Centralist Republic of Mexico[edit]

After what he saw as the disaster of Texas independence from Mexico in 1836, Alamán largely retired from politics, though he continued to promote what he saw as the interests of the country by serving as Director de la Junta de Fomento de la Industria (Directorate for the Promotion of Industry) from 1839 until his death in 1853.

During the same period Alamán negotiated a deal with the United States to the north fixing the national borders of the two nations which held right up to the time of the Mexican–American War 1846–1848. He also promoted colonizing the northern provinces in order to stave off U.S. expansionism.

For most of the 1840s, he devoted himself primarily to writing the history of Mexico from the perspective of a conservative. His three-volume work Disertaciones sobre la Historia de la Republica mexicana (Mexico, 1844–1849) and his five-volume Historia de México, desde los primeros movimientos que prepararon su independencia en el año de 1808, hasta la época presente (Mexico, 1849–1852), stand as the major intellectual productions of the Conservative Party in nineteenth-century Mexico, and the only histories produced by a Mexican author of his era to view the Spanish presence in his country favorably.[citation needed]

Mexican American War[edit]

Among his more important actions are the creation of the Natural History Museum in Mexico City and the foundation of Mexico's General National Archive. The latter has been very important for learning about the historical events in Mexico and understanding the political processes of the Mexican Republic. He also founded and ran a mining company, established the first metal foundry in independent Mexico in 1825, administered the estates of the descendants of Hernán Cortés, and served as president of the Mexico City ayuntamiento (city council) in 1849.

Although Alamán was in general anti-American, he was dismayed by the withdrawal of the U.S. Army, which had protected property against "bandits and rebels."[34]

Last Years[edit]

Santa Anna and Lucas Alamán were in correspondence during Santa Anna's exile following the debacle of the Mexican American War. Alamán helped pave the way for Santa Anna's return to power with conservative support "if he agreed to a program of cessation of political activity against the Church and security for the holders of large propertied interests."[35] Alamán returned to national public service in March 1853, when Santa Anna appointed him Minister of Foreign Relations. Alamán served until his death from pneumonia on June 2, 1853.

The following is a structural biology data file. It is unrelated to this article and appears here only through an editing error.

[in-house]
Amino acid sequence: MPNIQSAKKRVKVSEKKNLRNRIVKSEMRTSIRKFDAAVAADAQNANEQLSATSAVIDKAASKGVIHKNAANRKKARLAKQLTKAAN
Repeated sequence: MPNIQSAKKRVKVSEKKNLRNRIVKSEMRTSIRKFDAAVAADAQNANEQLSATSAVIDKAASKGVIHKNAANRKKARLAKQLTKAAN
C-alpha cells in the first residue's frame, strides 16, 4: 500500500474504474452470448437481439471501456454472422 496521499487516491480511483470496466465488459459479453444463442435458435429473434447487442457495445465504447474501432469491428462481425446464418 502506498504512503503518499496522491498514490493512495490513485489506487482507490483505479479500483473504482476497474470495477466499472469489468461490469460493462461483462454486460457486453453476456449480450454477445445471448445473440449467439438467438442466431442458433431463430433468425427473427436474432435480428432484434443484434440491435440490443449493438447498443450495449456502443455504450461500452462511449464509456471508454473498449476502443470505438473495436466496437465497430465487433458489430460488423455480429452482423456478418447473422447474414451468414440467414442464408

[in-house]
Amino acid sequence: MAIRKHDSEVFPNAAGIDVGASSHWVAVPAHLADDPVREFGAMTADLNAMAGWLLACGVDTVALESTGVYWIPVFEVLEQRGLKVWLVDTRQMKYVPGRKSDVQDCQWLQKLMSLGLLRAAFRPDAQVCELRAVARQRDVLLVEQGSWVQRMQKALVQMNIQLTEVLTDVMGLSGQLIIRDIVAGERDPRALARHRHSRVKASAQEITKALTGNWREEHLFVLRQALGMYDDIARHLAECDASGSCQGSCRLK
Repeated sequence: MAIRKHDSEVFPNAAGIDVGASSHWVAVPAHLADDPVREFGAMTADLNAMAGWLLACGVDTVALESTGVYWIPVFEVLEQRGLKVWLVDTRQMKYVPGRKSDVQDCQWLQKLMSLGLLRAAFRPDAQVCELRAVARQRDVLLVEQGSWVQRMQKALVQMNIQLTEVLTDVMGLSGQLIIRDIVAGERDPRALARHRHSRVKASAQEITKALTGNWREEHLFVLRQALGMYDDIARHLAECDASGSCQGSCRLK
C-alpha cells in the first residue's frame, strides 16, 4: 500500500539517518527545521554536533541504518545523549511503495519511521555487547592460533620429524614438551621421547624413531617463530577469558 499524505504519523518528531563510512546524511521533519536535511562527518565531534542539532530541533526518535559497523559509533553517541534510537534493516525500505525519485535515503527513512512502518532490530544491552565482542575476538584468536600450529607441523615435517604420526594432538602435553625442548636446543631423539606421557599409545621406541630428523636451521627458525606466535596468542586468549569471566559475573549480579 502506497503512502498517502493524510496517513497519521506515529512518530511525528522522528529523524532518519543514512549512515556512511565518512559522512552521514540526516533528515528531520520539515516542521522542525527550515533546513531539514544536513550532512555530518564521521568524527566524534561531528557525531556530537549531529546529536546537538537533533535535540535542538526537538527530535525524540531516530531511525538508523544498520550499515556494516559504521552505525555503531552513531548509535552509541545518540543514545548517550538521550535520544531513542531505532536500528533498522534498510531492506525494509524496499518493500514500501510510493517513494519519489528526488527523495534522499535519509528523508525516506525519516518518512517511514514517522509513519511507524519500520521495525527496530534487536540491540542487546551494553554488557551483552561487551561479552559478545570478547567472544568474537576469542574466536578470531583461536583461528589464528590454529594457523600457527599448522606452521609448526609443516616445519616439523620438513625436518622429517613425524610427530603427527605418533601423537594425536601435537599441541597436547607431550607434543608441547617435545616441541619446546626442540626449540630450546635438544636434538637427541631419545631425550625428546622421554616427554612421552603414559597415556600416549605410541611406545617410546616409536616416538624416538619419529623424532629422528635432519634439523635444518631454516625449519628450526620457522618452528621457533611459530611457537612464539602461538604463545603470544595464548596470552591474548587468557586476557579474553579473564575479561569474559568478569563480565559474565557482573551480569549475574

Published works[edit]

  • Canción patriótica en celebridad de los días de nuestro augusto y deseado monarca. Mexico city: Oficina de Ontiveros 1812.
  • Defensa del ex-ministro de relaciones D. Lucas Alamán, en la causa formada contra él y contra los ex-ministros de guerra y justicia del vice-presidente D. Anastasio Bustamante, con unas noticias preliminares que dan idea del origen de esta. Escrita por el mismo ex-ministro, que la dirige á la nación. Mexico City: Imprenta de Galván á cargo de M. Arévalo 1834.
  • Historia de Méjico. 5 vols. Mexico City 1868–69.
  • Memorias, la verdadera historia de esta república desde el año 1808 (1840)
  • Liquidación general de la deuda esterior de la República Mexicana hasta fin de diciembre de 1841. Mexico City: Impreso por I. Cumplido, 1845.
  • Disertaciones 3 vols. Mexico 1869.
  • Documentos diversos. 4 vols. Mexico 1846.
  • Ensayo sobre la decadencia de la minería en la Nueva España.

Archival materials[edit]

Ynsfran, Pablo Max. "Catalogo del Archivo de Don Lucas Alamán que se Conserva en la Universidad de Texas, Austin" Historia Mexicana Vol. 4, No. 2 (Oct. – Dec. 1954), pp. 281–316

Honors[edit]

Eponymy[edit]

Genus
Species

References[edit]

  1. ^ Van Young, Eric. A Life Together: Lucas Alamán and Mexico, 1792-1853. New Haven: Yale University Press 2021, 54-55
  2. ^ D.A. Brading, The First America: The Spanish Monarchy, Creole Patriots, and the Liberal State, 1492–1867. New York: Cambridge University Press 1991, p. 642.
  3. ^ Van Young, Eric (September 13, 2021). "Lucas Alamán and the History of Mexico". Yale. Yale University Press.
  4. ^ Hale, Charles A., Mexican Liberalism in the Age of Mora, 1821–1853. New Haven: Yale University Press 1968, pp. 16–17.
  5. ^ Apuntes Para la Biografia del Exmo Sr. Don Lucas Alaman (in Spanish). Impresa de Jose Lara. 1854. p. 4.
  6. ^ Van Young, A Life Together, 14-15
  7. ^ Bancroft, Hubert Howe (1888). History of Mexico Volume VI 1861-1887. The Bancroft Company. pp. 157–158.
  8. ^ Apuntes Para la Biografia del Exmo Sr. Don Lucas Alaman (in Spanish). Impresa de Jose Lara. 1854. pp. 4–5.
  9. ^ Apuntes Para la Biografia del Exmo Sr. Don Lucas Alaman (in Spanish). Impresa de Jose Lara. 1854. p. 5.
  10. ^ Apuntes Para la Biografia del Exmo Sr. Don Lucas Alaman (in Spanish). Impresa de Jose Lara. 1854. p. 6.
  11. ^ Van Young, A Life Together, 32-33
  12. ^ Stanley C. Green, The Mexican Republic: The First Decade. Pittsburgh: University of Pittsburgh Press 1987, p.11